July 19 (Bloomberg) -- Barclays Plc’s admission that it rigged the London interbank offered rate shows regulators, central bankers and politicians weren’t paying attention when everyone from Citigroup Inc. to the Bank for International Settlements indicated that the measure was being manipulated.
The BIS signaled in March 2008 that the benchmark was being misstated. A month later, analysts at Citigroup suggested the same. In May of that year, one of Barclays’s own strategists said the numbers reported by banks “were a lie.”
Barclays’s acknowledgement that it submitted false rates during the height of the credit crisis cost Chief Executive Officer Robert Diamond and other top managers their jobs and cut the bank’s market value by about 4.4 billion pounds ($6.9 billion). In the U.K. and abroad, at least a dozen banks are being investigated for manipulating Libor. Mervyn King, the Bank of England Governor since 2003, said this week that he only recently became aware of wrongdoing in the rate published by the British Bankers’ Association.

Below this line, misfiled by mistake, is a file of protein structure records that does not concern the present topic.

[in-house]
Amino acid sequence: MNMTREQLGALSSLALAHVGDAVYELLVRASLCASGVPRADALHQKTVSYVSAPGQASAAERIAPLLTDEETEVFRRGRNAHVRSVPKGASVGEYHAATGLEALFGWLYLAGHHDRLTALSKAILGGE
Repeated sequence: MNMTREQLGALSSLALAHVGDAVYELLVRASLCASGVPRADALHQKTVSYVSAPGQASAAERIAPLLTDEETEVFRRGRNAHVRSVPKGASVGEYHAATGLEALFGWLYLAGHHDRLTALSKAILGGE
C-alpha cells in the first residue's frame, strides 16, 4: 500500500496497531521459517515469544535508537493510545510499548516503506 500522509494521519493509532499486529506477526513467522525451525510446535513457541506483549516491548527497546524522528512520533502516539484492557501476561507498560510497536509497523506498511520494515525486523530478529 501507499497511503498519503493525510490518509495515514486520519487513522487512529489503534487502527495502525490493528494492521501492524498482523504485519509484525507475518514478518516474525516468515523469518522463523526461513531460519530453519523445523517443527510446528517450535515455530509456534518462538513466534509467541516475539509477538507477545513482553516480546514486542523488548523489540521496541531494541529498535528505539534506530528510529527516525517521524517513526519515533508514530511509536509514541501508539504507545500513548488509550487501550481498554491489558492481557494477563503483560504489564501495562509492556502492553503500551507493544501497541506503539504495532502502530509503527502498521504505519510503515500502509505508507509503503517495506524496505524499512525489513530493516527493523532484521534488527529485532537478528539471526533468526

“The basic underpinning in credit is confidence and trust,” John Lonski, chief economist at Moody’s Capital Markets Group in New York, said in a July 18 telephone interview. “There has to be this trust in other parties if credit is going to work.”
Five years after the onset of the worst financial crisis since the Great Depression, there’s still a lack of oversight of an opaque measure that has rattled markets and further eroded confidence in the financial system. Libor is a benchmark for $500 trillion of worldwide financial products from leveraged derivatives to home mortgages.
At least a dozen banks are being probed by regulators worldwide for potentially rigging the benchmark rate, including Citigroup, Royal Bank of Scotland Group Plc, UBS AG, Lloyds Banking Group Plc and Deutsche Bank AG.
Japan’s banking lobby said this week it may review lenders’ rate submissions and South Korea regulators started a probe into possible collusion in its money markets. Citigroup and UBS were ordered in December by Japanese regulators to suspend some businesses after their bankers were found to have attempted to influence the Tokyo interbank offered rate, or Tibor.
While e-mails from the New York Federal Reserve Bank indicate King must have known that Libor was being misstated, officials had incentive to ignore the rigging as they sought to manage the credit crisis, said Richard Bove, an analyst with Rochdale Securities LLC in Lutz, Florida, with more than 40 years of Wall Street experience.